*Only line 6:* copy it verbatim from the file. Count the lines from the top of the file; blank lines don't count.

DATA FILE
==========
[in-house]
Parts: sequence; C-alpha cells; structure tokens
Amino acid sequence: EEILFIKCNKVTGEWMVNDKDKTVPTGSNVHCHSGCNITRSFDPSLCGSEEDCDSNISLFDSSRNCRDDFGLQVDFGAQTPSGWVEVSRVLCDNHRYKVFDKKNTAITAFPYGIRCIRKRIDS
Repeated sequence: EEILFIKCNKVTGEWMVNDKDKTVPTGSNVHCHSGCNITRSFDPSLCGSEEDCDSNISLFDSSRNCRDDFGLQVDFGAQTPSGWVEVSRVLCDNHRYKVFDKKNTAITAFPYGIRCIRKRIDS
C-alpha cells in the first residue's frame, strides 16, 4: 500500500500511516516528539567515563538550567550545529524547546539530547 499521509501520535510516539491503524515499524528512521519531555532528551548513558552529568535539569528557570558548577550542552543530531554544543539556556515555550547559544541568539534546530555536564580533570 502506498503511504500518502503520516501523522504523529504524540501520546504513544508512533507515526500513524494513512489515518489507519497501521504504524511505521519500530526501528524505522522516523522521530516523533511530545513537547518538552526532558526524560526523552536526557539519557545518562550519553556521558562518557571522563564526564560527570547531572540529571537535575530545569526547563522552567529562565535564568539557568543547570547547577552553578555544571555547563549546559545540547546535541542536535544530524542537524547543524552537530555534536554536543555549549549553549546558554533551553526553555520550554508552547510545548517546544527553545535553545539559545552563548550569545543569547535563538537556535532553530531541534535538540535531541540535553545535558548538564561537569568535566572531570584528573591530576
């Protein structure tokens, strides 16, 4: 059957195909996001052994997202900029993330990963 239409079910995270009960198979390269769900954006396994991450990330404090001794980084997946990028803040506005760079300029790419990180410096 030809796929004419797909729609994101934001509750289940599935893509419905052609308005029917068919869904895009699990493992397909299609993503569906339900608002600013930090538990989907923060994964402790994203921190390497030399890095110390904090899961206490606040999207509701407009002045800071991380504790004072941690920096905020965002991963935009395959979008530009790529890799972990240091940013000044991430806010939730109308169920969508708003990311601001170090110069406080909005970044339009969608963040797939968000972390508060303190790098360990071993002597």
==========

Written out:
């Protein structure tokens, strides 16, 4: 059957195909996001052994997202900029993330990963 239409079910995270009960198979390269769900954006396994991450990330404090001794980084997946990028803040506005760079300029790419990180410096 030809796929004419797909729609994101934001509750289940599935893509419905052609308005029917068919869904895009699990493992397909299609993503569906339900608002600013930090538990989907923060994964402790994203921190390497030399890095110390904090899961206490606040999207509701407009002045800071991380504790004072941690920096905020965002991963935009395959979008530009790529890799972990240091940013000044991430806010939730109308169920969508708003990311601001170090110069406080909005970044339009969608963040797939968000972390508060303190790098360990071993002597």